The school board in Fairfax County, Virginia, said it will unveil its “final candidate” for the next superintendent of schools and vote on that person’s appointment Thursday.
Fairfax County Public Schools sent an email to employees Wednesday night.
The Fairfax County School Board’s announcement and vote is scheduled for Thursday’s 7 p.m. school board meeting at Jackson Middle School in Falls Church.
Meanwhile, several organizations are urging the Fairfax County, Virginia, school board to consider seeking more feedback before selecting the next superintendent, a process the board said is expected to be finalized in the next few weeks.
The process has drawn scrutiny from students and officials after the county’s NAACP chapter disclosed the names of two finalists — Cheryl Logan, the leader of Omaha Public Schools in Nebraska, and Michelle Reid, superintendent of the Northshore School District in Washington state.
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The Fairfax County NAACP said in a statement this week that Logan removed her name from consideration before her candidacy was publicly disclosed.
The Fairfax County School Board hired the firm GR Recruiting to lead its search process, which, after soliciting public feedback, is traditionally done in private. Those involved are often asked to sign nondisclosure agreements.
The Fairfax Education Association declined to comment on the search process for that reason.
In the days since the candidates were named, parents, students and other groups have expressed frustration, arguing Logan is the candidate better fit for the job and urging the board to have further conversations with constituents before making a decision.
The status of Reid’s candidacy is unclear — Northshore School Board President Jacqueline McGourty told WTOP the search is a “confidential personnel matter and the school board will treat it as such.”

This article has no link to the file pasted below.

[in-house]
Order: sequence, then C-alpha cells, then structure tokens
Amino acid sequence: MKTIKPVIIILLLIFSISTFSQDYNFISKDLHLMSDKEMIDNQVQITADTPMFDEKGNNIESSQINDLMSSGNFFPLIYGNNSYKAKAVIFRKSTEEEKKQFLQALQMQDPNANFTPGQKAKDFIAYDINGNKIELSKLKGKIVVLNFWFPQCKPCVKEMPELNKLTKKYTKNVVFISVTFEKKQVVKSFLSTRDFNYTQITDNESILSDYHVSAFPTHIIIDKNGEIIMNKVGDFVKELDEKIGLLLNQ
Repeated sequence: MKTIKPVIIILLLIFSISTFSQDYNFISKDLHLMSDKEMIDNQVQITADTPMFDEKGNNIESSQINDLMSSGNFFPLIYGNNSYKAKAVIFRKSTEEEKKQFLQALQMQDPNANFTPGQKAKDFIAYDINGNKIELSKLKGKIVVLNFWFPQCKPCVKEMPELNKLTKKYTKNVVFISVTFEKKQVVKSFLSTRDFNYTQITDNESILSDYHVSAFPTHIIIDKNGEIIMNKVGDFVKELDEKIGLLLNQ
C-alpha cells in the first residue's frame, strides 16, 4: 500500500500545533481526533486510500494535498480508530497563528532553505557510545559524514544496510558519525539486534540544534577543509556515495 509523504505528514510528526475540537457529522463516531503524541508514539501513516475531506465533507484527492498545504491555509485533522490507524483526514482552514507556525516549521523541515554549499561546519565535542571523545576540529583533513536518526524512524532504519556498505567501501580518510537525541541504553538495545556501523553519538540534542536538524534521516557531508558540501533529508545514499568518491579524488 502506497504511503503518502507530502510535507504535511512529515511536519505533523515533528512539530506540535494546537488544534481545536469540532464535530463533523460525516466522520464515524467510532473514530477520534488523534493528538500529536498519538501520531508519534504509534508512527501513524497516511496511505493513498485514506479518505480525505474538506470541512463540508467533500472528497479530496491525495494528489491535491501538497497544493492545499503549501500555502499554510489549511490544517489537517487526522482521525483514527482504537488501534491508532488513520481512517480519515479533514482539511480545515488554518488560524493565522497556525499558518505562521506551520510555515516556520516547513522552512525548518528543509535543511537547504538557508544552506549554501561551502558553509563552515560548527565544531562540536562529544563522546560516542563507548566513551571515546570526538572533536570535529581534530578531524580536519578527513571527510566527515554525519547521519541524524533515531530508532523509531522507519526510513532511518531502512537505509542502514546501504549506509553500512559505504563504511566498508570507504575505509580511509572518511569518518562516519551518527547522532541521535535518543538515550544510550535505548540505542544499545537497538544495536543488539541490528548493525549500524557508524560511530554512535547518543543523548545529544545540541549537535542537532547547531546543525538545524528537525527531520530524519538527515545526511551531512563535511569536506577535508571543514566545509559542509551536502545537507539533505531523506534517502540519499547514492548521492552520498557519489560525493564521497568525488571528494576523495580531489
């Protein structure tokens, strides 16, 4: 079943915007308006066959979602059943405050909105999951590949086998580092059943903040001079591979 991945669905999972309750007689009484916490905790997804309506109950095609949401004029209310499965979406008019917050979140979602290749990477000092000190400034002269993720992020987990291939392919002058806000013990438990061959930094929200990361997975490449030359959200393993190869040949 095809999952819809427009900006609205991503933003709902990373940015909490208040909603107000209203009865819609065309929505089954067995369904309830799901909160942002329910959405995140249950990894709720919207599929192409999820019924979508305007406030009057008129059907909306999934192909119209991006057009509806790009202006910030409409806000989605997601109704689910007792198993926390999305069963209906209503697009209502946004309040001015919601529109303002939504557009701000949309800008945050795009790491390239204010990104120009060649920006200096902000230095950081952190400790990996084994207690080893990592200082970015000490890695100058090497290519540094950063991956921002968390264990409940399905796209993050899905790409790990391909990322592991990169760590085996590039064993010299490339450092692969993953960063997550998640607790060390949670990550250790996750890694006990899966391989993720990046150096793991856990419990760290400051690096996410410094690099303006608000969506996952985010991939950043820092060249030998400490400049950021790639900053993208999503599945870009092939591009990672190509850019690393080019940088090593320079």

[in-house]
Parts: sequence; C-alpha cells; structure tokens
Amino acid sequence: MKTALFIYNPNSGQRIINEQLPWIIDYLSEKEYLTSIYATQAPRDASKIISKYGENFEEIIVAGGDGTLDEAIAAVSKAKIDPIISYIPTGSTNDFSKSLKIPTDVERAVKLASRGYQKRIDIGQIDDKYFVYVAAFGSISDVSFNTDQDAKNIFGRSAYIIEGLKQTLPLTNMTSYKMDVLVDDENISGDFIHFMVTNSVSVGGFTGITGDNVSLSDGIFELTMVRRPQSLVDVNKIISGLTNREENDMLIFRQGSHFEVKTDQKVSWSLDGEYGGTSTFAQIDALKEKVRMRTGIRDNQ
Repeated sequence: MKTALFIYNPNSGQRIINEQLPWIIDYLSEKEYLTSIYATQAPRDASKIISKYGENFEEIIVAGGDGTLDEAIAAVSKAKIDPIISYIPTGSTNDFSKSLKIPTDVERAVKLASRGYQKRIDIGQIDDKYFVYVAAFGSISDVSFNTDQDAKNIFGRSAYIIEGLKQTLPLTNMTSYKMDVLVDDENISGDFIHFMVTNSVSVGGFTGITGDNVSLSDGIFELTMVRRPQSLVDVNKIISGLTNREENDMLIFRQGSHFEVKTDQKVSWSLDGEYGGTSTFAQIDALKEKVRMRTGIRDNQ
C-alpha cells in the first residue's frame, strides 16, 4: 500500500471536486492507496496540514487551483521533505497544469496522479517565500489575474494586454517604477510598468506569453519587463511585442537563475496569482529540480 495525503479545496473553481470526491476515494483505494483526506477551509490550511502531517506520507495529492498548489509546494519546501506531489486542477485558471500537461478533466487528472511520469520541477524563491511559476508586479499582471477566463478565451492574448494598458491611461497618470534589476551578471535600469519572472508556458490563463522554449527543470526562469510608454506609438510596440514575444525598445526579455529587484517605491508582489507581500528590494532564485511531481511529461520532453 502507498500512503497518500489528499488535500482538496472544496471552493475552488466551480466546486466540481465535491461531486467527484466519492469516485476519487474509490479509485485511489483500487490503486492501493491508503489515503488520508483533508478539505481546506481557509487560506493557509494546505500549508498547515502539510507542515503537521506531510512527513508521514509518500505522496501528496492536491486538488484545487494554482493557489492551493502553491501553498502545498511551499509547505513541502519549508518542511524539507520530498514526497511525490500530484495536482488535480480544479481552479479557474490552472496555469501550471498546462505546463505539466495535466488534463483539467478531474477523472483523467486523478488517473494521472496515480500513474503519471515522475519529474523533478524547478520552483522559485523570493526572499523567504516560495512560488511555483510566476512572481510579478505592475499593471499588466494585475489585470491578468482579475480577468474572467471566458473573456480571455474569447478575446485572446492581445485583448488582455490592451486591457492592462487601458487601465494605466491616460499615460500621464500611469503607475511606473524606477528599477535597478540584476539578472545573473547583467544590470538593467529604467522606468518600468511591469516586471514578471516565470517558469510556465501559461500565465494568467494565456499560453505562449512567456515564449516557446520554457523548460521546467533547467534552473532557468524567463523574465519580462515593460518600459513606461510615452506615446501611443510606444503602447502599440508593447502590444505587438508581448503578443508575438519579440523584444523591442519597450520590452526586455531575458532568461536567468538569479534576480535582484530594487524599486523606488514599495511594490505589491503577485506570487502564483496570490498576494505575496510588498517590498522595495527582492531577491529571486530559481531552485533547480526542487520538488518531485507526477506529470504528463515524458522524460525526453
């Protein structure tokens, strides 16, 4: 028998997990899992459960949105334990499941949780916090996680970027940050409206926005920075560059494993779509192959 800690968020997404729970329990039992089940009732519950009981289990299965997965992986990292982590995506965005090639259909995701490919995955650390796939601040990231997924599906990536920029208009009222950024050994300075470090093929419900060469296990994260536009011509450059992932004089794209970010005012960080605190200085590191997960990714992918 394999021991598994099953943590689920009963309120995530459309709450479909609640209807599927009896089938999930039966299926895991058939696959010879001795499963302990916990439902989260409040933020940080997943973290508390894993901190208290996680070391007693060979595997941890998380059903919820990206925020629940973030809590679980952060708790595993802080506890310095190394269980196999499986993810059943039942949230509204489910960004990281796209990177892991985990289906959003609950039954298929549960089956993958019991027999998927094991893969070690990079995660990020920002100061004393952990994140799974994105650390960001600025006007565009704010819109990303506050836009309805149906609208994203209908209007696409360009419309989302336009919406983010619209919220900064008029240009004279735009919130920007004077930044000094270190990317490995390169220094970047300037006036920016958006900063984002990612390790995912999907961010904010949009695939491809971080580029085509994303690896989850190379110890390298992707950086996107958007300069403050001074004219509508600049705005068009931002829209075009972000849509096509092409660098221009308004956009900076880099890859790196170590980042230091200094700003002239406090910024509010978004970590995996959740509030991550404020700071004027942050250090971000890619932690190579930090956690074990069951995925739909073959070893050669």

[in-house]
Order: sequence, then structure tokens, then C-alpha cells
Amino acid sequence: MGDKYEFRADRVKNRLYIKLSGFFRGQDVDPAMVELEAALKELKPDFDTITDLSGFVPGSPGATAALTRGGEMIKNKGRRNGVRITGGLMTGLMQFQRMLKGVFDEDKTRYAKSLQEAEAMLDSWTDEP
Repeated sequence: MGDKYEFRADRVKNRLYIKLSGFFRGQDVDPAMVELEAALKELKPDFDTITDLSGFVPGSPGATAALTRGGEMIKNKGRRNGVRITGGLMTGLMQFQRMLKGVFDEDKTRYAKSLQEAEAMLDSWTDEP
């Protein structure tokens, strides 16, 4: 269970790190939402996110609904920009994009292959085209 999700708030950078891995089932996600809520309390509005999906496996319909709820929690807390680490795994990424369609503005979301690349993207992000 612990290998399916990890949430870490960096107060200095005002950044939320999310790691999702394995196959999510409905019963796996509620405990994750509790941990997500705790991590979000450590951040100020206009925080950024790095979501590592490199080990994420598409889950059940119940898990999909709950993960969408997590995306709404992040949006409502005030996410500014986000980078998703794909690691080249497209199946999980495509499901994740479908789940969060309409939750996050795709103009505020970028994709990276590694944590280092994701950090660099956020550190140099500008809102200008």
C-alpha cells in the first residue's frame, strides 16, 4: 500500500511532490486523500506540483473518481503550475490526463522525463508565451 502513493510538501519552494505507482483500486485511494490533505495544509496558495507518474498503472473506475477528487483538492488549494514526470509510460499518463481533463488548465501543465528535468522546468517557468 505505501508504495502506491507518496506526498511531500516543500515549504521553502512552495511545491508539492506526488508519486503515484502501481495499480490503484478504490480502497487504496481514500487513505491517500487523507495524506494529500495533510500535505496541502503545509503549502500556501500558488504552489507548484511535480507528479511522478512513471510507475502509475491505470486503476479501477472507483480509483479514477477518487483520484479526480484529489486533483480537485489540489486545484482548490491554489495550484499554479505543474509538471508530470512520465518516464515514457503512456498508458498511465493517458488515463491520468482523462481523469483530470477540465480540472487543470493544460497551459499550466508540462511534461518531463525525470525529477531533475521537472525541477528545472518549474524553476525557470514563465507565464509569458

The Fairfax County School Board said in a statement on Monday that it has “has reviewed applicants and looks forward to publicly announcing the final candidate in the next few weeks.” WTOP has contacted the board for comment on recent concerns and whether an investigation into the leak is planned.
Jeff McKay, chairman of the Fairfax County’s board of supervisors, which wasn’t involved in the selection process, said in a statement that he’s concerned about “a potential leak and breach of confidentially as it negatively impacts on a larger basis the county’s ability to recruit candidates on this search and for future searches, and therefore harms all of us. I hope that a review of how that happened is a part of the school board’s process.”
McKay said he expects the next superintendent to “not only maintain but improve upon the excellence of Fairfax County schools.”
Anthony Harris, president of the Fairfax Alliance of Black School Educators, said the next superintendent should have experience working with diverse populations. In a letter to the school board, the group said given the recent NAACP report, it’s concerned that the new superintendent won’t be able to address the needs of its members.
Harris said Superintendent Scott Brabrand, who is retiring at the end of the school year, has been able to “navigate some really treacherous waters” and make progress on equity and inclusion initiatives. In the letter, the group said it wants to understand “the hiring criteria and process” of selecting the next superintendent.
Virginia’s largest school system administered a survey to parents, students and staff and held a series of town hall meetings before screening candidates, it said.
The ideal candidate, according to Harris, is someone “who’s reflective and thoughtful about the work that Fairfax County Public Schools has already done in this space of equity, cultural responsiveness, social-emotional learning, multi-tiered systems of supports, because I would want somebody to value that work that we’ve already done, because we’ve made great strides, and I say we purposefully.”
Separately, the Pride Liberation Project, which represents over 100 queer and allied students in Virginia who advocate for rights of LGBTQIA+ students, said in a statement further student outreach is needed. The group said an 11-student panel doesn’t represent the views of 180,000 students.
Jay Vizcardo-Lichter, a member of the group, said it’s essential that “me and other queer people are able to have a voice in who’s going to be our next superintendent.”
“There are always going to be concerns about candidates for any position from all sides because no person is perfect,” Vizcardo-Lichter said. “What we’re really trying to do here is before we in a more rushed way just put someone in a position of superintendent, which has a lot of power and influence in the county, that students should have their voices heard.”
The Pride Liberation Project said in a release multiple student demonstrations are planned for Thursday in response to the superintendent search. Included was a petition from 375 students interested in having the school district host student town halls during the final stages of the superintendent search.